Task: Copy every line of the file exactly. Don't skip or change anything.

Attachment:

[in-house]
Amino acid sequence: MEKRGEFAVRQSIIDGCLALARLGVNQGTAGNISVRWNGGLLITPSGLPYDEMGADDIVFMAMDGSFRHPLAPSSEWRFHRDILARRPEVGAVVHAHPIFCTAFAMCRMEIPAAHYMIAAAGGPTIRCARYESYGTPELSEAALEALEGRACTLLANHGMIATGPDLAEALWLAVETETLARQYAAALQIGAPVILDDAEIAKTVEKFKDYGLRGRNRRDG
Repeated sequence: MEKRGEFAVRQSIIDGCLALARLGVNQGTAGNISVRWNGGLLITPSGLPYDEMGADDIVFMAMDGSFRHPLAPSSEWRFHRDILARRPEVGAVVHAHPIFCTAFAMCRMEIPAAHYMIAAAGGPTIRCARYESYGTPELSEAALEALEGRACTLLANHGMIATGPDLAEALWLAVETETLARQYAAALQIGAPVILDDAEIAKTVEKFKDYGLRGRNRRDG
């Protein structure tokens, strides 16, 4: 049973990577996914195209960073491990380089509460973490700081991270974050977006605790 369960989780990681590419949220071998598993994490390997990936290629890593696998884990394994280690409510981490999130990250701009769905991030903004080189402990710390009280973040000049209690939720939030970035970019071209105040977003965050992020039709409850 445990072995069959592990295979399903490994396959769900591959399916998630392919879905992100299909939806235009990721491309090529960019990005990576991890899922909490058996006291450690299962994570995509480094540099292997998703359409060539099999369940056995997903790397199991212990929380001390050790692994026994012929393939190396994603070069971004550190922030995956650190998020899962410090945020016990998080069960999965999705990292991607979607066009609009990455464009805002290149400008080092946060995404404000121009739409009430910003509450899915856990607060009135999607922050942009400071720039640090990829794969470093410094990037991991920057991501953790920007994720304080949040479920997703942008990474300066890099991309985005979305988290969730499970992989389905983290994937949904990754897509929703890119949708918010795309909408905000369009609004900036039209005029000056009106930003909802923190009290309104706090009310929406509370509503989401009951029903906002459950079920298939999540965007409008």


[in-house]
Amino acid sequence: MEKRGEFAVRQSIIDGCLALARLGVNQGTAGNISVRWNGGLLITPSGLPYDEMGADDIVFMAMDGSFRHPLAPSSEWRFHRDILARRPEVGAVVHAHPIFCTAFAMCRMEIPAAHYMIAAAGGPTIRCARYESYGTPELSEAALEALEGRACTLLANHGMIATGPDLAEALWLAVETETLARQYAAALQIGAPVILDDAEIAKTVEKFKDYGLRGRNRRDG
Repeated sequence: MEKRGEFAVRQSIIDGCLALARLGVNQGTAGNISVRWNGGLLITPSGLPYDEMGADDIVFMAMDGSFRHPLAPSSEWRFHRDILARRPEVGAVVHAHPIFCTAFAMCRMEIPAAHYMIAAAGGPTIRCARYESYGTPELSEAALEALEGRACTLLANHGMIATGPDLAEALWLAVETETLARQYAAALQIGAPVILDDAEIAKTVEKFKDYGLRGRNRRDG
């Protein structure tokens, strides 16, 4: 049973990577996914195209960073491990380089509460973490700081991270974050977006605790 369960989780990681590419949220071998598993994490390997990936290629890593696998884990394994280690409510981490999130990250701009769905991030903004080189402990710390009280973040000049209690939720939030970035970019071209105040977003965050992020039709409850 445990072995069959592990295979399903490994396959769900591959399916998630392919879905992100299909939806235009990721491309090529960019990005990576991890899922909490058996006291450690299962994570995509480094540099292997998703359409060539099999369940056995997903790397199991212990929380001390050790692994026994012929393939190396994603070069971004550190922030995956650190998020899962410090945020016990998080069960999965999705990292991607979607066009609009990455464009805002290149400008080092946060995404404000121009739409009430910003509450899915856990607060009135999607922050942009400071720039640090990829794969470093410094990037991991920057991501953790920007994720304080949040479920997703942008990474300066890099991309985005979305988290969730499970992989389905983290994937949904990754897509929703890119949708918010795309909408905000369009609004900036039209005029000056009106930003909802923190009290309104706090009310929406509370509503989401009951029903906002459950079920298939999540965007409008």